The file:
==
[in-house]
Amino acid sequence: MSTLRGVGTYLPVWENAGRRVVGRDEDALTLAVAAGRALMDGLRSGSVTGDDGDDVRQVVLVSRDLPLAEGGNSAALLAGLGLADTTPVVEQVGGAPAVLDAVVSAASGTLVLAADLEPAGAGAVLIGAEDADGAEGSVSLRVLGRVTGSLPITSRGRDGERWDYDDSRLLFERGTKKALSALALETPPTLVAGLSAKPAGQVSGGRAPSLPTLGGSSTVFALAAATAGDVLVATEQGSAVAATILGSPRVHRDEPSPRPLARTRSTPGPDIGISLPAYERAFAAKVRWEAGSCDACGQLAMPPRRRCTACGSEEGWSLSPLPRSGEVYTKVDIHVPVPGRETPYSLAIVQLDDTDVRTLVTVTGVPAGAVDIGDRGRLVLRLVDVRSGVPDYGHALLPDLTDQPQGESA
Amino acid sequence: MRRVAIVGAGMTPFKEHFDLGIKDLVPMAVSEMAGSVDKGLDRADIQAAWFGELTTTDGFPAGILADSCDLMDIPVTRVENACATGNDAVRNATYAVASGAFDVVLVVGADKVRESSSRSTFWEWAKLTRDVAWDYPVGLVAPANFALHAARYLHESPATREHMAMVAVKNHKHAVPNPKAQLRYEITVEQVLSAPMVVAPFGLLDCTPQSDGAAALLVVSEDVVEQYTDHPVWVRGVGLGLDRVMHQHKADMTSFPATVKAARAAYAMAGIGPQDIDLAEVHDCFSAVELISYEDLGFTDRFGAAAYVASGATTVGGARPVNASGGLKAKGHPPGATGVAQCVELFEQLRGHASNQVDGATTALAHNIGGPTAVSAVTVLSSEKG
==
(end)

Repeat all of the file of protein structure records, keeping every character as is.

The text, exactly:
[in-house]
Amino acid sequence: MSTLRGVGTYLPVWENAGRRVVGRDEDALTLAVAAGRALMDGLRSGSVTGDDGDDVRQVVLVSRDLPLAEGGNSAALLAGLGLADTTPVVEQVGGAPAVLDAVVSAASGTLVLAADLEPAGAGAVLIGAEDADGAEGSVSLRVLGRVTGSLPITSRGRDGERWDYDDSRLLFERGTKKALSALALETPPTLVAGLSAKPAGQVSGGRAPSLPTLGGSSTVFALAAATAGDVLVATEQGSAVAATILGSPRVHRDEPSPRPLARTRSTPGPDIGISLPAYERAFAAKVRWEAGSCDACGQLAMPPRRRCTACGSEEGWSLSPLPRSGEVYTKVDIHVPVPGRETPYSLAIVQLDDTDVRTLVTVTGVPAGAVDIGDRGRLVLRLVDVRSGVPDYGHALLPDLTDQPQGESA
Amino acid sequence: MRRVAIVGAGMTPFKEHFDLGIKDLVPMAVSEMAGSVDKGLDRADIQAAWFGELTTTDGFPAGILADSCDLMDIPVTRVENACATGNDAVRNATYAVASGAFDVVLVVGADKVRESSSRSTFWEWAKLTRDVAWDYPVGLVAPANFALHAARYLHESPATREHMAMVAVKNHKHAVPNPKAQLRYEITVEQVLSAPMVVAPFGLLDCTPQSDGAAALLVVSEDVVEQYTDHPVWVRGVGLGLDRVMHQHKADMTSFPATVKAARAAYAMAGIGPQDIDLAEVHDCFSAVELISYEDLGFTDRFGAAAYVASGATTVGGARPVNASGGLKAKGHPPGATGVAQCVELFEQLRGHASNQVDGATTALAHNIGGPTAVSAVTVLSSEKG